Admittedly, I've gone through a huge I-want-to-read-everything-I-can-get-my-hands-on-about-Paris phase. This was just one of the many I found that dig into France's history and give me that fix that I'm looking for. Before I started Becoming Marie Antoinette, I didn't know this was just the first in what would be a series, so I wondered why it didn't cover more time, but I still really enjoyed it and can't wait for the next to come out in May.
Raised alongside her
numerous brothers and sisters by the formidable empress of Austria,
ten-year-old Maria Antonia knew that her idyllic existence would one day
be sacrificed to her mother’s political ambitions. What she never
anticipated was that the day in question would come so soon.
she can journey from sunlit picnics with her sisters in Vienna to the
glitter, glamour, and gossip of Versailles, Antonia must change everything
about herself in order to be accepted as dauphin of France and the
wife of the awkward teenage boy who will one day be Louis XVI. Yet
nothing can prepare her for the ingenuity and influence it will take to
Review: Marie Antoinette and Versailles are two things that people continue to be intrigued about. How would it be to be that wealthy and to have that much recognition? What was she really like and what must Versailles have been like in its day? In Juliet Grey's novel, we get a bit of an idea in this piece of historical fiction.
Much of the novel surrounds Marie Antoinette's childhood and teen years, wherein she was groomed and prepared for an eventual marriage to Louis XVI of France. Although Austrian, Marie was forced to change things about herself to become more of what her French husband might like. There is an especially traumatic scene with a doctor/dentist, where she is given a pretty barbaric set of braces to change her teeth. Having had braces as a teenager, I couldn't even fathom the pain she went through--without numbing medication--to get those braces. Excruciating is all I have to say about that scene!
Throughout the novel we are privy to Marie's preparations and emotional upheaval about her own future. It had to be frightening to need to model yourself so much after the desires of someone you didn't even know, not to mention the fear that must have come from knowing you would be giving up your entire world for another. However, Marie does just that and moves into her marriage with Louis XVI, which becomes an even newer and different trial of loneliness and confusion.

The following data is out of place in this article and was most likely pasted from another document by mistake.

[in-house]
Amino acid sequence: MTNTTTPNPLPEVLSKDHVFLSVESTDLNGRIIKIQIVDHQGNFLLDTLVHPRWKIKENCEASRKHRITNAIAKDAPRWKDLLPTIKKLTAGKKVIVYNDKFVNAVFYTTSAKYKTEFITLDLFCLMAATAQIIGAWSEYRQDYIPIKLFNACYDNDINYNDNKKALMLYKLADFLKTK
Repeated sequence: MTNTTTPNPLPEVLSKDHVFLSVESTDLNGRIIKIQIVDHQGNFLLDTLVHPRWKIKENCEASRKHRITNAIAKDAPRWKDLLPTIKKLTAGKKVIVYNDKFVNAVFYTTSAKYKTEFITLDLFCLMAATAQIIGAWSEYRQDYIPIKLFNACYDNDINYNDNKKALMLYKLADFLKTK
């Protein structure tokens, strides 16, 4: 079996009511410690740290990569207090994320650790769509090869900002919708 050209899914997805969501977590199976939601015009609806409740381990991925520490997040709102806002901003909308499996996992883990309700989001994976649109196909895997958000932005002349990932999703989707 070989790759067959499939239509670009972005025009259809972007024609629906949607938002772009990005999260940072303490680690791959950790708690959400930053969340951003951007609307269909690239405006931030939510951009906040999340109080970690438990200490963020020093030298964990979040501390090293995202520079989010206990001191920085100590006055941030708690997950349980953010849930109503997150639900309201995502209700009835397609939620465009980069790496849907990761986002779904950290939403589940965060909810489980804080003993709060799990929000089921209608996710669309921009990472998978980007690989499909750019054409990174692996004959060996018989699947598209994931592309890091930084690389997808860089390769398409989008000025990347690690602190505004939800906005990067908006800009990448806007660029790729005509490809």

The book paints a blossoming friendship between Marie and Louis, as they had little by way of passion or desire in their marriage. It does seem pretty weird that the two didn't have a physical relationship for so long. Historians have come up with a few medical reasons why Louis XVI might not have been able to consummate the marriage, but no one knows for sure, because it obviously did eventually happen. Much of the final section of the book surrounds Marie's frustration and confusion over her lack of a sexual relationship with her husband. Had it not really been based in history, I would have also found it all a bit exhausting to keep dwelling on it, but I think I would be pretty confused if I had to wait years to finally have a real marriage.
As mentioned above, there are some really interesting scenes that jumped out at me and had me look at Marie Antoinette's story in a different way. I've always thought it must be lonely and somehow difficult to be a monarch--as strange as that sounds--but never in quite the way I did after reading Grey's novel. There is a lot of detail to the novel, and a lot of back story of her childhood that are pretty interesting to consider. In a sense, the novel helped to humanize Marie Antoinette for me as she maybe had not been before. Overall, I enjoyed the novel, and with the open ending of this first book, I'm eager to see Marie grow into a woman and to see her story find some resolution. I'll definitely be reaching for the next book when it comes out in May!
*FTC Disclosure: This review was based on a library copy of the book.